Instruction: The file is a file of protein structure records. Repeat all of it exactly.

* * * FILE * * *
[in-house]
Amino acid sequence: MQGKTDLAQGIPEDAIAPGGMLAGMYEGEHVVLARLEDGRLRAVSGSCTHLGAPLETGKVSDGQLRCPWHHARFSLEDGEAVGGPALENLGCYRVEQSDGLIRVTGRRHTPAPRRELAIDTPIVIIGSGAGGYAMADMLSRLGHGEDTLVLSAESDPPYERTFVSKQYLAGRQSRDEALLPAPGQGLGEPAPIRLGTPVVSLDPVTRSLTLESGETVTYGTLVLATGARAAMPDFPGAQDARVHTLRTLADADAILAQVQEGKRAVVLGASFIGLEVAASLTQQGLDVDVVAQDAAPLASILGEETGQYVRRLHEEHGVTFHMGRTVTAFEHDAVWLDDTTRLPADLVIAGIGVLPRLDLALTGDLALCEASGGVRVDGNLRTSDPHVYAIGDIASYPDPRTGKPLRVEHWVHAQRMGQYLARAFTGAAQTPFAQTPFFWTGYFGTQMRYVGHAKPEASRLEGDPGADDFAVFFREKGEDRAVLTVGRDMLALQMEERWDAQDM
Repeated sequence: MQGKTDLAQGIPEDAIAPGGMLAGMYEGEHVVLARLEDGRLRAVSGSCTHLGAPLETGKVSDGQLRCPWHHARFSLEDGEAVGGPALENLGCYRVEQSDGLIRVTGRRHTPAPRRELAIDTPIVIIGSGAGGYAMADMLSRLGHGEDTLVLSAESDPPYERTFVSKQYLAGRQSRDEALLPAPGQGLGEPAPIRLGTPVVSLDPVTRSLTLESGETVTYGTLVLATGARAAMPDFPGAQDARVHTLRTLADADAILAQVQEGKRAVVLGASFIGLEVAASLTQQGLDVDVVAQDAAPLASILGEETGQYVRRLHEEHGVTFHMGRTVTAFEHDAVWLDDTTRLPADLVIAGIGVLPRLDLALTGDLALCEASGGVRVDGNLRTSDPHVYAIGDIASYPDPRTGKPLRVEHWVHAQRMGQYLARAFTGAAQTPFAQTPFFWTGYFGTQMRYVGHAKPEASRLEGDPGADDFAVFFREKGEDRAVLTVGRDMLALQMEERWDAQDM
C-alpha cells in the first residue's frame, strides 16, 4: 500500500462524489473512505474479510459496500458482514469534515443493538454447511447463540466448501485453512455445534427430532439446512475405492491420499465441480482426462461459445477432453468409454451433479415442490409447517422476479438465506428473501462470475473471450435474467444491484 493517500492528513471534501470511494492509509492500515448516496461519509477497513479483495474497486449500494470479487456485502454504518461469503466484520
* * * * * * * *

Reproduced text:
[in-house]
Amino acid sequence: MQGKTDLAQGIPEDAIAPGGMLAGMYEGEHVVLARLEDGRLRAVSGSCTHLGAPLETGKVSDGQLRCPWHHARFSLEDGEAVGGPALENLGCYRVEQSDGLIRVTGRRHTPAPRRELAIDTPIVIIGSGAGGYAMADMLSRLGHGEDTLVLSAESDPPYERTFVSKQYLAGRQSRDEALLPAPGQGLGEPAPIRLGTPVVSLDPVTRSLTLESGETVTYGTLVLATGARAAMPDFPGAQDARVHTLRTLADADAILAQVQEGKRAVVLGASFIGLEVAASLTQQGLDVDVVAQDAAPLASILGEETGQYVRRLHEEHGVTFHMGRTVTAFEHDAVWLDDTTRLPADLVIAGIGVLPRLDLALTGDLALCEASGGVRVDGNLRTSDPHVYAIGDIASYPDPRTGKPLRVEHWVHAQRMGQYLARAFTGAAQTPFAQTPFFWTGYFGTQMRYVGHAKPEASRLEGDPGADDFAVFFREKGEDRAVLTVGRDMLALQMEERWDAQDM
Repeated sequence: MQGKTDLAQGIPEDAIAPGGMLAGMYEGEHVVLARLEDGRLRAVSGSCTHLGAPLETGKVSDGQLRCPWHHARFSLEDGEAVGGPALENLGCYRVEQSDGLIRVTGRRHTPAPRRELAIDTPIVIIGSGAGGYAMADMLSRLGHGEDTLVLSAESDPPYERTFVSKQYLAGRQSRDEALLPAPGQGLGEPAPIRLGTPVVSLDPVTRSLTLESGETVTYGTLVLATGARAAMPDFPGAQDARVHTLRTLADADAILAQVQEGKRAVVLGASFIGLEVAASLTQQGLDVDVVAQDAAPLASILGEETGQYVRRLHEEHGVTFHMGRTVTAFEHDAVWLDDTTRLPADLVIAGIGVLPRLDLALTGDLALCEASGGVRVDGNLRTSDPHVYAIGDIASYPDPRTGKPLRVEHWVHAQRMGQYLARAFTGAAQTPFAQTPFFWTGYFGTQMRYVGHAKPEASRLEGDPGADDFAVFFREKGEDRAVLTVGRDMLALQMEERWDAQDM
C-alpha cells in the first residue's frame, strides 16, 4: 500500500462524489473512505474479510459496500458482514469534515443493538454447511447463540466448501485453512455445534427430532439446512475405492491420499465441480482426462461459445477432453468409454451433479415442490409447517422476479438465506428473501462470475473471450435474467444491484 493517500492528513471534501470511494492509509492500515448516496461519509477497513479483495474497486449500494470479487456485502454504518461469503466484520